Prof Dr Aldert Piersma
RIVM, National Institute for Public Health and the Environment
Centre for Health Protection
Antonie van Leeuwenhoeklaan 9, 3720 BA Bilthoven, The Netherlands
Tel: +31 30 2742526/3485
George Daston Ph.D., with Karen Blackburn, Shengde Wu, Jorge Naciff, Toxicologist, Procter & Gamble Company, Cincinnati, OH
Lyle Burgoon Ph.D., Leader, Computational Toxicology and Bioinformatics, US Army Engineer Research and Development Center
The primary objective of this project is to establish a novel Developmental Toxicity Ontology (DTO), organizing information about Modes of Action (MoA) and their relationships with Adverse developmental toxicity Outcomes (AO) through an understanding of normal embryology.
An ontology is a representation of a domain of knowledge consisting of concepts, generally referred to as classes, and relationships between classes. Ontologies integrate data from disparate sources and allow investigators to make complicated queries of the data encoded by the ontology. Currently available ontologies classify anatomical relationships of rudimentary structures during normal organ system formation (e.g., EMAP, http://obofoundry.org), or of fetal malformations at term pregnancy (e.g., DevTox, www.devtox.org); however, these existing ontologies do not integrate developmental processes and toxicities. The DTO proposed here will build a comprehensive system that can be used to compile relevant data and information into an integrative model that makes the information more understandable and that facilitates hypothesis generation and the mechanistic explanation of the developmental toxicity of chemical exposures. In particular, the DTO will allow the derivation of new critical AOPs that will inform the construction and interpretation of alternative testing strategies.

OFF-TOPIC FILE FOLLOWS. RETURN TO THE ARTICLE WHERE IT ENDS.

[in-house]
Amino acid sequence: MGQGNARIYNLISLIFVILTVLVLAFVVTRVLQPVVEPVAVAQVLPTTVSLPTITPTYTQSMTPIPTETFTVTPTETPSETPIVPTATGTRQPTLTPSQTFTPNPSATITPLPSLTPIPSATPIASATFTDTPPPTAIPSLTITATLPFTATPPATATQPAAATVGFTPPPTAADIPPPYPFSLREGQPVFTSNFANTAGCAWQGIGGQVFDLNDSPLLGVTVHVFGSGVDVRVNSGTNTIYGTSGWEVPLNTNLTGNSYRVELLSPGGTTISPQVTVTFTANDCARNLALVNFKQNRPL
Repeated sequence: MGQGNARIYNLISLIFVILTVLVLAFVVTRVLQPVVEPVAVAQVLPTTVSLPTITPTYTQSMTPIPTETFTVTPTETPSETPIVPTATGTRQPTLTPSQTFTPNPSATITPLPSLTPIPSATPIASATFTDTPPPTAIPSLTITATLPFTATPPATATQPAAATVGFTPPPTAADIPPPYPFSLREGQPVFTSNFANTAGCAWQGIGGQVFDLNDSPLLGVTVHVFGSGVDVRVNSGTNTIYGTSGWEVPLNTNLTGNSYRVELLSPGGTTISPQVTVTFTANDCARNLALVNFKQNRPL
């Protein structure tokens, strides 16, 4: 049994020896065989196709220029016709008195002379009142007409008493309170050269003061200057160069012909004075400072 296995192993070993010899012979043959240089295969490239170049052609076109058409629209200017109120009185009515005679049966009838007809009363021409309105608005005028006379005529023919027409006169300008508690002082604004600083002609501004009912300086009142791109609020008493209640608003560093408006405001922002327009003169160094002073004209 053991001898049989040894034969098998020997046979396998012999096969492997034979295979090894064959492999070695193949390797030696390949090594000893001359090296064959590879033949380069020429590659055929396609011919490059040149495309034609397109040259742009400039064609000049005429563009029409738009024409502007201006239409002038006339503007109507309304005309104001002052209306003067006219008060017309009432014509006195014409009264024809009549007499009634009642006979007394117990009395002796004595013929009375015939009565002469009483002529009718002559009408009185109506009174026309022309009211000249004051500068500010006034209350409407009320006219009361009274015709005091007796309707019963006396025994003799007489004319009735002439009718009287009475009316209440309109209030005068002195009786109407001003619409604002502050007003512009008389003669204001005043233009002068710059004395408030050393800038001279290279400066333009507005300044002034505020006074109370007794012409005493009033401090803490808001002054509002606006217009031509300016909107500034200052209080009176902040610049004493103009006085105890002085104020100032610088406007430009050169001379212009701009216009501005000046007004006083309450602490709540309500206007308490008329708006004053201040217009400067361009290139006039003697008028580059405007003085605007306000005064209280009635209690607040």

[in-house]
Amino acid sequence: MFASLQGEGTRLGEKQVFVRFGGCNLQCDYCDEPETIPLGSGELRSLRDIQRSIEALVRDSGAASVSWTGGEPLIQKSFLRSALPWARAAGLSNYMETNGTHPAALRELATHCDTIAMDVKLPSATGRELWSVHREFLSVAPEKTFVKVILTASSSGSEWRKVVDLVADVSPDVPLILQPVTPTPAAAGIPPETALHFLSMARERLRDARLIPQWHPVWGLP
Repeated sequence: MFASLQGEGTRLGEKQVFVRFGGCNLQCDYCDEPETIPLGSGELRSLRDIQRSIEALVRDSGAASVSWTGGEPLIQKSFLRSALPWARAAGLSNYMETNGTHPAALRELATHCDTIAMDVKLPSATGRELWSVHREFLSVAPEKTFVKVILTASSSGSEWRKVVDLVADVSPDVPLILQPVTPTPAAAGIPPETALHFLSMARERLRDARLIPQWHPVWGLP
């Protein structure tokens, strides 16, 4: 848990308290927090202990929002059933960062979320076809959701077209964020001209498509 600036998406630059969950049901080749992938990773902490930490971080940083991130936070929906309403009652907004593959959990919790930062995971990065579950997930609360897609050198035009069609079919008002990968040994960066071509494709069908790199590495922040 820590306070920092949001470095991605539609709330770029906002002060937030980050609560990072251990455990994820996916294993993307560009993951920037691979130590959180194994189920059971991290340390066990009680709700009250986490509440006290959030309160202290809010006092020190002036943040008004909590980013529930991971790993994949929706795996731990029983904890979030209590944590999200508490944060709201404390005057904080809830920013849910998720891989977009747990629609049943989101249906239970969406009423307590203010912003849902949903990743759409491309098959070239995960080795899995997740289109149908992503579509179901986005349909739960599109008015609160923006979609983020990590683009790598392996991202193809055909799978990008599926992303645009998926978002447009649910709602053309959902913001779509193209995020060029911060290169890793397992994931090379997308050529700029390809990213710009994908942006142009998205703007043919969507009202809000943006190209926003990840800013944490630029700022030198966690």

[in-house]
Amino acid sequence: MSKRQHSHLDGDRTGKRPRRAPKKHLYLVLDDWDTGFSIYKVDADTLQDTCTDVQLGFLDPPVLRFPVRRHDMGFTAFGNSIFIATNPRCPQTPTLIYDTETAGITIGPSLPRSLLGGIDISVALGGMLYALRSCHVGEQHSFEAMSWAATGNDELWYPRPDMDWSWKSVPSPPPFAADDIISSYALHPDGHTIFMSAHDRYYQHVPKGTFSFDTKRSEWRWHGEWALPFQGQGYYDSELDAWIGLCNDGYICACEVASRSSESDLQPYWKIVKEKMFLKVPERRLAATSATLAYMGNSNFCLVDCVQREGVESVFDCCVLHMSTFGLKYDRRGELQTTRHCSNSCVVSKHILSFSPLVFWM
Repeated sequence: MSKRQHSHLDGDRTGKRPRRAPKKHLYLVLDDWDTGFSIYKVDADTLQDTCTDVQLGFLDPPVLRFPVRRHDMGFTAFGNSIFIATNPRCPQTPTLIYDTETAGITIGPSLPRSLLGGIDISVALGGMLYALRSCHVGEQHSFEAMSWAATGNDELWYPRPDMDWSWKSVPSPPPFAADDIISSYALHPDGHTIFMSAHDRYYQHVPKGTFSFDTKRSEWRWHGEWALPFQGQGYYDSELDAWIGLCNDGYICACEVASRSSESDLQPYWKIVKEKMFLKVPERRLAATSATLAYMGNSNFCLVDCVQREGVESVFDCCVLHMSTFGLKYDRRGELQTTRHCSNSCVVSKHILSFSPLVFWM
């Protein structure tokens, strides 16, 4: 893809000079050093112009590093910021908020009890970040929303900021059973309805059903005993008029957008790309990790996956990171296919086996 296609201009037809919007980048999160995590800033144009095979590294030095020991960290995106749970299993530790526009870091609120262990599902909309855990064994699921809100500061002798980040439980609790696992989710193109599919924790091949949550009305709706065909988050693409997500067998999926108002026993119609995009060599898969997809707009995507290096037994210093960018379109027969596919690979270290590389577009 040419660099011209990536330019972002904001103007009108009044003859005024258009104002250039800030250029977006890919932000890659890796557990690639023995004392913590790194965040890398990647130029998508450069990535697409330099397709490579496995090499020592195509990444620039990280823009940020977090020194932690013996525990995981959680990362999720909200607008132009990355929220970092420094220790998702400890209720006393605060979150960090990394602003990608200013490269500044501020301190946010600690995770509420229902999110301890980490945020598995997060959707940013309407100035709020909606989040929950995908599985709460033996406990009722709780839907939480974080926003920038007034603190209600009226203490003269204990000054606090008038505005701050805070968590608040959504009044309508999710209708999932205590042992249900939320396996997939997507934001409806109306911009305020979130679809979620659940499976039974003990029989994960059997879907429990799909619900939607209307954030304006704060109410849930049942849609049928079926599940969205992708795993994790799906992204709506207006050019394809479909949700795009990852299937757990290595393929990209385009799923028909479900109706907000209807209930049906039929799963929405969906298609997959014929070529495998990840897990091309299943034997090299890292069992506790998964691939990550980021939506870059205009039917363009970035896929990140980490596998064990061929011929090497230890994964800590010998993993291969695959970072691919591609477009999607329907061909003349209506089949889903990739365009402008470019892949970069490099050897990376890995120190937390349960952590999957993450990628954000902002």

The construction of a developmental toxicity ontology will be undertaken by integrating MoA and AOP information from three different perspectives, the biological, the chemical and the toxicological perspective. Information from these three points of view will be integrated into a formal DTO.
The biological perspective will be addressed by compiling detailed information on key mechanisms of human embryonic development, spanning the molecular, cellular, tissue, organ and organism level in time and space.
The chemical perspective provides another rich information source for building a developmental toxicity ontology.
The toxicological perspective will be introduced by mining current knowledge on end points of chemical-mediated toxicity.
The integration of information within each of the three perspectives followed by their overall integration into a developmental ontology format will be the main aim and challenge of the project.